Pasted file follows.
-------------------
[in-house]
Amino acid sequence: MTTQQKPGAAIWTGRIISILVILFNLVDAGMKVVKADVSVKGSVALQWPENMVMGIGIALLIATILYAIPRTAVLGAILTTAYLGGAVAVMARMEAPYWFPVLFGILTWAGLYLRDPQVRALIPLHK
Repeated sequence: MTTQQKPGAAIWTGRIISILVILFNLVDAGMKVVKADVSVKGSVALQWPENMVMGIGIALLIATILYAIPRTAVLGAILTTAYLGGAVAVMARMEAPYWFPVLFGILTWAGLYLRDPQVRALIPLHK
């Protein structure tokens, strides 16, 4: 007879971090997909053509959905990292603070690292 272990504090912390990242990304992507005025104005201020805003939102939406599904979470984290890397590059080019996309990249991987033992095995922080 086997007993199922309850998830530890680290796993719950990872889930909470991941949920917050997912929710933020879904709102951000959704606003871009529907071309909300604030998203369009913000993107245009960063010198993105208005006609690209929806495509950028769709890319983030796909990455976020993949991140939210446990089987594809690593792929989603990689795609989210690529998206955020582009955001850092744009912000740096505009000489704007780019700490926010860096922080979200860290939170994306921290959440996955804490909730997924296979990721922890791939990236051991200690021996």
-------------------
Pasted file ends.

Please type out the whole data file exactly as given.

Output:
[in-house]
Amino acid sequence: MTTQQKPGAAIWTGRIISILVILFNLVDAGMKVVKADVSVKGSVALQWPENMVMGIGIALLIATILYAIPRTAVLGAILTTAYLGGAVAVMARMEAPYWFPVLFGILTWAGLYLRDPQVRALIPLHK
Repeated sequence: MTTQQKPGAAIWTGRIISILVILFNLVDAGMKVVKADVSVKGSVALQWPENMVMGIGIALLIATILYAIPRTAVLGAILTTAYLGGAVAVMARMEAPYWFPVLFGILTWAGLYLRDPQVRALIPLHK
């Protein structure tokens, strides 16, 4: 007879971090997909053509959905990292603070690292 272990504090912390990242990304992507005025104005201020805003939102939406599904979470984290890397590059080019996309990249991987033992095995922080 086997007993199922309850998830530890680290796993719950990872889930909470991941949920917050997912929710933020879904709102951000959704606003871009529907071309909300604030998203369009913000993107245009960063010198993105208005006609690209929806495509950028769709890319983030796909990455976020993949991140939210446990089987594809690593792929989603990689795609989210690529998206955020582009955001850092744009912000740096505009000489704007780019700490926010860096922080979200860290939170994306921290959440996955804490909730997924296979990721922890791939990236051991200690021996």